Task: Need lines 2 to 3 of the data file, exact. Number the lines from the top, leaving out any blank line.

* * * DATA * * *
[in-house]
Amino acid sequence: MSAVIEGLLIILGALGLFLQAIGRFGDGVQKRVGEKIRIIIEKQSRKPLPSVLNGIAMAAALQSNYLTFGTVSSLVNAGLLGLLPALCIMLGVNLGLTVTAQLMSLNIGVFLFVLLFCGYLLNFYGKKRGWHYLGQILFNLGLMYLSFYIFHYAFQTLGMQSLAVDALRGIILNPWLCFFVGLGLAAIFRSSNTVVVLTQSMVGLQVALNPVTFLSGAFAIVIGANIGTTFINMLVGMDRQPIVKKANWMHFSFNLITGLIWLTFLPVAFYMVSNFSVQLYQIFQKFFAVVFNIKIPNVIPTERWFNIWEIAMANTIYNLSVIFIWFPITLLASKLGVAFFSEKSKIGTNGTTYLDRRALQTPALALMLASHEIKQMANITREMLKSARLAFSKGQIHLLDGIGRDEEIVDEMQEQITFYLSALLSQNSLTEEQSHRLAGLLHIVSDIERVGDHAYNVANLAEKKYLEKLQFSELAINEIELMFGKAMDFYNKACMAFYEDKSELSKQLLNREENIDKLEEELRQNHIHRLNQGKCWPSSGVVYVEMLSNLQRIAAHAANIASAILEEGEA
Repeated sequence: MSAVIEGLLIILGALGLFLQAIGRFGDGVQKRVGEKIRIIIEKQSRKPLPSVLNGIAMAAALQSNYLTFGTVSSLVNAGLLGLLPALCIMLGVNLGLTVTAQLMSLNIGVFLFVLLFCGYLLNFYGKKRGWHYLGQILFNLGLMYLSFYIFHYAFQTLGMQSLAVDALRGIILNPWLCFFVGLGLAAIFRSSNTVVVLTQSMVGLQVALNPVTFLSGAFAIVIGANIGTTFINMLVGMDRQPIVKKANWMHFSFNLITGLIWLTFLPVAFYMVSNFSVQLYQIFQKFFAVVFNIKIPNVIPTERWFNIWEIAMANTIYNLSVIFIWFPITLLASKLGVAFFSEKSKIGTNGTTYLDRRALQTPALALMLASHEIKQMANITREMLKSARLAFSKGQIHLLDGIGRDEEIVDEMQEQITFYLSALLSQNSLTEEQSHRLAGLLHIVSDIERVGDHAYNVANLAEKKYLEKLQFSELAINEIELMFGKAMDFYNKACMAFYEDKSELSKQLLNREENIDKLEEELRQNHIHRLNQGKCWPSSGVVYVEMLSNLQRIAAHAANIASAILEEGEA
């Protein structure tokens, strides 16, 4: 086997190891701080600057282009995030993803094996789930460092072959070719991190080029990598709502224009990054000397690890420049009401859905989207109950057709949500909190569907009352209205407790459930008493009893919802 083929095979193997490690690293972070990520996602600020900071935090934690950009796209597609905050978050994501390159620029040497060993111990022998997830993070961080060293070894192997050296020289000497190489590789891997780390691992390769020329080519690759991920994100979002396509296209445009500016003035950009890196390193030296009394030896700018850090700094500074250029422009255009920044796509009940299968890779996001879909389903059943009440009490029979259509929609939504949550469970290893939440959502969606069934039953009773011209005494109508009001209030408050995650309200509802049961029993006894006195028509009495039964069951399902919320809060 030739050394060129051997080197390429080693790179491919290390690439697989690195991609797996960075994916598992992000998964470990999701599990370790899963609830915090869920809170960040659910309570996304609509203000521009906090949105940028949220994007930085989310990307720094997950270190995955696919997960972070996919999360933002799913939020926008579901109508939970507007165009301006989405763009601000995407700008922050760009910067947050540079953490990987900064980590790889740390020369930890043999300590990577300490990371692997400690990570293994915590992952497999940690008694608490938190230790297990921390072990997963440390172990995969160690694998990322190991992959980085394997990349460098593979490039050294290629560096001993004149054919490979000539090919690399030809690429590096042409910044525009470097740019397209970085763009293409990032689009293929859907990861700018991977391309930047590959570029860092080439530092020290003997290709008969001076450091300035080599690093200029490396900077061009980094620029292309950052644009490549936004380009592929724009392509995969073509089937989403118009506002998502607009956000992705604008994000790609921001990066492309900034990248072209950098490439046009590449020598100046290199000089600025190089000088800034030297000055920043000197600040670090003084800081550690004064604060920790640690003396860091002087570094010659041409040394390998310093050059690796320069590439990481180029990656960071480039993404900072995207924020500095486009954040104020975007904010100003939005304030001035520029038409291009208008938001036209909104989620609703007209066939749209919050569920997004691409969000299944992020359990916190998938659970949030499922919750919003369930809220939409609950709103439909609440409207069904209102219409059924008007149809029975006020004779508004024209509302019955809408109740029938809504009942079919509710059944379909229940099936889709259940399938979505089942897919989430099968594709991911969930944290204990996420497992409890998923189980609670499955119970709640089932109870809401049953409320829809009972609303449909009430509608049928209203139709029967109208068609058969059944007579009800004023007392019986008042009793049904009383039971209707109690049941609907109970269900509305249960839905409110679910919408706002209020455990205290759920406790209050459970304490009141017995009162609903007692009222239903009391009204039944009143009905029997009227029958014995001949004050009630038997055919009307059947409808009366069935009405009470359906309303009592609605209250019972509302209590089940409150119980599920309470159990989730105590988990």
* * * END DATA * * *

Amino acid sequence: MSAVIEGLLIILGALGLFLQAIGRFGDGVQKRVGEKIRIIIEKQSRKPLPSVLNGIAMAAALQSNYLTFGTVSSLVNAGLLGLLPALCIMLGVNLGLTVTAQLMSLNIGVFLFVLLFCGYLLNFYGKKRGWHYLGQILFNLGLMYLSFYIFHYAFQTLGMQSLAVDALRGIILNPWLCFFVGLGLAAIFRSSNTVVVLTQSMVGLQVALNPVTFLSGAFAIVIGANIGTTFINMLVGMDRQPIVKKANWMHFSFNLITGLIWLTFLPVAFYMVSNFSVQLYQIFQKFFAVVFNIKIPNVIPTERWFNIWEIAMANTIYNLSVIFIWFPITLLASKLGVAFFSEKSKIGTNGTTYLDRRALQTPALALMLASHEIKQMANITREMLKSARLAFSKGQIHLLDGIGRDEEIVDEMQEQITFYLSALLSQNSLTEEQSHRLAGLLHIVSDIERVGDHAYNVANLAEKKYLEKLQFSELAINEIELMFGKAMDFYNKACMAFYEDKSELSKQLLNREENIDKLEEELRQNHIHRLNQGKCWPSSGVVYVEMLSNLQRIAAHAANIASAILEEGEA
Repeated sequence: MSAVIEGLLIILGALGLFLQAIGRFGDGVQKRVGEKIRIIIEKQSRKPLPSVLNGIAMAAALQSNYLTFGTVSSLVNAGLLGLLPALCIMLGVNLGLTVTAQLMSLNIGVFLFVLLFCGYLLNFYGKKRGWHYLGQILFNLGLMYLSFYIFHYAFQTLGMQSLAVDALRGIILNPWLCFFVGLGLAAIFRSSNTVVVLTQSMVGLQVALNPVTFLSGAFAIVIGANIGTTFINMLVGMDRQPIVKKANWMHFSFNLITGLIWLTFLPVAFYMVSNFSVQLYQIFQKFFAVVFNIKIPNVIPTERWFNIWEIAMANTIYNLSVIFIWFPITLLASKLGVAFFSEKSKIGTNGTTYLDRRALQTPALALMLASHEIKQMANITREMLKSARLAFSKGQIHLLDGIGRDEEIVDEMQEQITFYLSALLSQNSLTEEQSHRLAGLLHIVSDIERVGDHAYNVANLAEKKYLEKLQFSELAINEIELMFGKAMDFYNKACMAFYEDKSELSKQLLNREENIDKLEEELRQNHIHRLNQGKCWPSSGVVYVEMLSNLQRIAAHAANIASAILEEGEA